Christian Workshop Introduction: Under the Juniper Tree

Under the Juniper Tree
“Even Christians Get Depressed”
by Christian fiction author, Shelia E. Lipsey

This is a three part Christian workshop discussing what causes depression and how to manage depression. There are several stories within the workshop sections that may apply to you or someone you know. The goal here is to acknowledge the fact that depression can come into anyone's life, even a dedicated Christian. Please read the three sections and let's discuss the material in each section. If you are dealing with depression, let's talk about it as a community. If you have questions or would like more information, please leave your responses in the comment section below.

Part One and Part Two are also included here. Please take part in all three sessions.


Introduction
Do Christians get depressed? Think about this question for a moment. Ponder over it before you answer.

If we are grounded and rooted in God and our faith, how then can we say that we become depressed? Isn’t that what having faith is all about – believing and hoping in that which we cannot see? Isn’t that why Jesus is our Savior, our Lord, our Father, our everything? Doesn’t his word say if we abide in Him and he abides in us then we can ask anything and it will be done? Doesn’t he tell us to cast our cares upon him? Or what about the passage of scripture that says, ‘He doesn’t put anymore on us than we can bear?’

If I believe God’s word is true, then why are there times when I feel down and out, troubled, like there is no hope and no where to turn? Why do I cry, moan and groan, as if there is no tomorrow and no one who cares? Why do I close myself off from loved ones, family and friends and seek shelter in the confines of my room? Why do I feel isolated and alone, like no one understands what I am going through and how I feel? The answer I give to you is what I have come to call “under the juniper tree.” In other words, I am going through a period of depression. There, I said it – depression. I said it again. Maybe it’s taboo to some believers, but God is not a good of condemnation. He has made us in his own image, that’s true, but God also placed us in bodies of imperfection, that because of Adam and Eve’s sinful nature, must be subjected to various groaning and ailments – including depression. (Leave your thoughts on these questions below and let's talk about it.)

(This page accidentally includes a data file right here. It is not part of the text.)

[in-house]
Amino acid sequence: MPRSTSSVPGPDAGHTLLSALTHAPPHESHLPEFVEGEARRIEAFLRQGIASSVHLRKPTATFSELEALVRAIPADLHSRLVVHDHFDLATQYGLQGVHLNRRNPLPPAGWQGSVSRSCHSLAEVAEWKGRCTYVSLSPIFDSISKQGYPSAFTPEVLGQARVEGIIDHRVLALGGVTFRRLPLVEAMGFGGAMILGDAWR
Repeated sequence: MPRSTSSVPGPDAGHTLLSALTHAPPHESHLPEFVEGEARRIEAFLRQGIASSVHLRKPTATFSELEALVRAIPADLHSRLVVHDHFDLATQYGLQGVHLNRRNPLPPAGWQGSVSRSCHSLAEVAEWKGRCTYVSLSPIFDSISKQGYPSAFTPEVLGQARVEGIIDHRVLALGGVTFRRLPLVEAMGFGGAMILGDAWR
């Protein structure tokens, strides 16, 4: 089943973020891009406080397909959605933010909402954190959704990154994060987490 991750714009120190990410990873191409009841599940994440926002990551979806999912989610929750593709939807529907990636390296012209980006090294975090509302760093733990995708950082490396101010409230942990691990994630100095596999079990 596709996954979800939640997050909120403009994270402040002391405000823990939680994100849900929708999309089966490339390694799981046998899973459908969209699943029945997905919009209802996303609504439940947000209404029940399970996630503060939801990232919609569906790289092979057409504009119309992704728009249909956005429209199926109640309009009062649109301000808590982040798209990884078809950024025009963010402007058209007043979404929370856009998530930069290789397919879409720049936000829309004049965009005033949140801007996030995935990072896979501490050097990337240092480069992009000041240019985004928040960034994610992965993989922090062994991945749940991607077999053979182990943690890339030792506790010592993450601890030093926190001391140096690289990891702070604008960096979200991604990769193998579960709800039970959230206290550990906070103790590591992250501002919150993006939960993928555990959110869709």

Biblical scholars, theologians, Christians, religious folks and non-religious folks alike, have varying opinions when it comes to Christians and depression. I am particularly interested in this subject because I am a Christian who has battled depression most of my life, starting when I was a young child. Being saved at the age of eight did not give me a ticket to bypass the road of depression. Yet, I know beyond a shadow of doubt within my heart, spirit and soul, that I am a child of God.


I often refer to a story in the Bible that some of you may have heard or read about it. It’s the story of Elijah, a prophet of God. Elijah was a strong man who feared God. In 1 Kings Chapter 18, God had commanded Elijah to prophesy to Ahab that it would not rain until he said it would. Ahab, an Israelite King, married Jezebel, a princess from Zidon. Zidon was known for its paganistic, witchcraft and idolatry. Evil was rampant. Jezebel, like the inhabitants of Zidon was an evil, wicked woman, and quite devious which is why the marriage between Ahab and Jezebel was forbidden by the Lord.